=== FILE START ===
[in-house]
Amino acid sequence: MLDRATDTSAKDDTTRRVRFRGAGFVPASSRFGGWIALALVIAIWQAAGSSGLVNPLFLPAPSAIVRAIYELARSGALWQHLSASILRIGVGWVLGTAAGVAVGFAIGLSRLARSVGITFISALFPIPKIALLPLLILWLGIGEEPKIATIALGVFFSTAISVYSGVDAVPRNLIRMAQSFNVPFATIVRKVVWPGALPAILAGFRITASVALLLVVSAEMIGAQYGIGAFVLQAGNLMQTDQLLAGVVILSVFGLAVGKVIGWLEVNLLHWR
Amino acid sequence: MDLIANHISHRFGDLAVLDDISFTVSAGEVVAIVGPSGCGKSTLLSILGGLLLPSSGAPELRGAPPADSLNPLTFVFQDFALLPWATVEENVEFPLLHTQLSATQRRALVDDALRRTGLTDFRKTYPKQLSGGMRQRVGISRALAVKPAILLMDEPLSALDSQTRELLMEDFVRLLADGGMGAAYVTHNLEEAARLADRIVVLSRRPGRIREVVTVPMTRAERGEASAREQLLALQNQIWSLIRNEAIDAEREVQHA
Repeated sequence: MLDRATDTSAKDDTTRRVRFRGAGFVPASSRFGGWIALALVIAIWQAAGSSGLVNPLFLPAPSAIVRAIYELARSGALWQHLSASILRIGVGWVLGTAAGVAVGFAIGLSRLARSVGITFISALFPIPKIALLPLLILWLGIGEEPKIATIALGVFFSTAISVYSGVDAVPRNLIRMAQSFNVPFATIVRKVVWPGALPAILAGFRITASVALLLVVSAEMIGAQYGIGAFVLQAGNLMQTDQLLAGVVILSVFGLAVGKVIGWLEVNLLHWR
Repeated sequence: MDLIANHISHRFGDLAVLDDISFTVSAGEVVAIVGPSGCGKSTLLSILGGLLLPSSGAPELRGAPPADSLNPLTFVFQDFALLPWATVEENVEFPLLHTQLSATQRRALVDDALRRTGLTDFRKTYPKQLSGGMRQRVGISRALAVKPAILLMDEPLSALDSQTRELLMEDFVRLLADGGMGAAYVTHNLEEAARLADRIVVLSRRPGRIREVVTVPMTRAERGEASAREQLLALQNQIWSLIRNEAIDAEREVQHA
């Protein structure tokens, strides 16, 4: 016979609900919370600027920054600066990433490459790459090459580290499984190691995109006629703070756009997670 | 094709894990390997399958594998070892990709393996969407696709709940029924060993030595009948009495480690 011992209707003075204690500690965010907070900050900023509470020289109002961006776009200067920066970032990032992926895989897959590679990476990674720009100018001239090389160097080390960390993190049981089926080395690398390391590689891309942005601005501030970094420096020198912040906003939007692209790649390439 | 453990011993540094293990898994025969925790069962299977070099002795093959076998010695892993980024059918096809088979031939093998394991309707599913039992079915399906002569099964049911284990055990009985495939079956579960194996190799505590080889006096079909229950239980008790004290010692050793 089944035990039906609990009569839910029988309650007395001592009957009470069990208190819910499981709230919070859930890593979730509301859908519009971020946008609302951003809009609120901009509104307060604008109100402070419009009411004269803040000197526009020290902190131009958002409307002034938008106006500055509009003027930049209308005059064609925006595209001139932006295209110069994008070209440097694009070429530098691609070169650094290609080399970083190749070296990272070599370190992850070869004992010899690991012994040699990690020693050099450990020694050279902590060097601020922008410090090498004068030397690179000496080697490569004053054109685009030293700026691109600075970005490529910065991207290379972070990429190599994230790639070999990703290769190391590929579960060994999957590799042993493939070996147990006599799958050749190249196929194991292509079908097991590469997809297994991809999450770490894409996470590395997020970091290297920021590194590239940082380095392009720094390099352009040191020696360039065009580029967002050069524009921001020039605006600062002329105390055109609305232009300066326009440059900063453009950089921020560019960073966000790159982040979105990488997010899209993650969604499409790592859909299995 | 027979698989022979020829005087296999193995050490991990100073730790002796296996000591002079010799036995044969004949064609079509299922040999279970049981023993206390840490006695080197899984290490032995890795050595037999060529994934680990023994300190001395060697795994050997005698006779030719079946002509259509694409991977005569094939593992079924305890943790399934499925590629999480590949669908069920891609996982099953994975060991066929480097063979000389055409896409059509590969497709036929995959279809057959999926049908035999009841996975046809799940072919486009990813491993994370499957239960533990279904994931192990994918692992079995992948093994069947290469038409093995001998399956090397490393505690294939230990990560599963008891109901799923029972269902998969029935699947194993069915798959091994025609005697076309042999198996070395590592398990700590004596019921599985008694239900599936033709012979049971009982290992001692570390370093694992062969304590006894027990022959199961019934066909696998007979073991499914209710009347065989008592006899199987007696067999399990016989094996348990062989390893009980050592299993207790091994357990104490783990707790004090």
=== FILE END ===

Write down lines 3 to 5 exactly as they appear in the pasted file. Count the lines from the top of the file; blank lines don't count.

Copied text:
Amino acid sequence: MDLIANHISHRFGDLAVLDDISFTVSAGEVVAIVGPSGCGKSTLLSILGGLLLPSSGAPELRGAPPADSLNPLTFVFQDFALLPWATVEENVEFPLLHTQLSATQRRALVDDALRRTGLTDFRKTYPKQLSGGMRQRVGISRALAVKPAILLMDEPLSALDSQTRELLMEDFVRLLADGGMGAAYVTHNLEEAARLADRIVVLSRRPGRIREVVTVPMTRAERGEASAREQLLALQNQIWSLIRNEAIDAEREVQHA
Repeated sequence: MLDRATDTSAKDDTTRRVRFRGAGFVPASSRFGGWIALALVIAIWQAAGSSGLVNPLFLPAPSAIVRAIYELARSGALWQHLSASILRIGVGWVLGTAAGVAVGFAIGLSRLARSVGITFISALFPIPKIALLPLLILWLGIGEEPKIATIALGVFFSTAISVYSGVDAVPRNLIRMAQSFNVPFATIVRKVVWPGALPAILAGFRITASVALLLVVSAEMIGAQYGIGAFVLQAGNLMQTDQLLAGVVILSVFGLAVGKVIGWLEVNLLHWR
Repeated sequence: MDLIANHISHRFGDLAVLDDISFTVSAGEVVAIVGPSGCGKSTLLSILGGLLLPSSGAPELRGAPPADSLNPLTFVFQDFALLPWATVEENVEFPLLHTQLSATQRRALVDDALRRTGLTDFRKTYPKQLSGGMRQRVGISRALAVKPAILLMDEPLSALDSQTRELLMEDFVRLLADGGMGAAYVTHNLEEAARLADRIVVLSRRPGRIREVVTVPMTRAERGEASAREQLLALQNQIWSLIRNEAIDAEREVQHA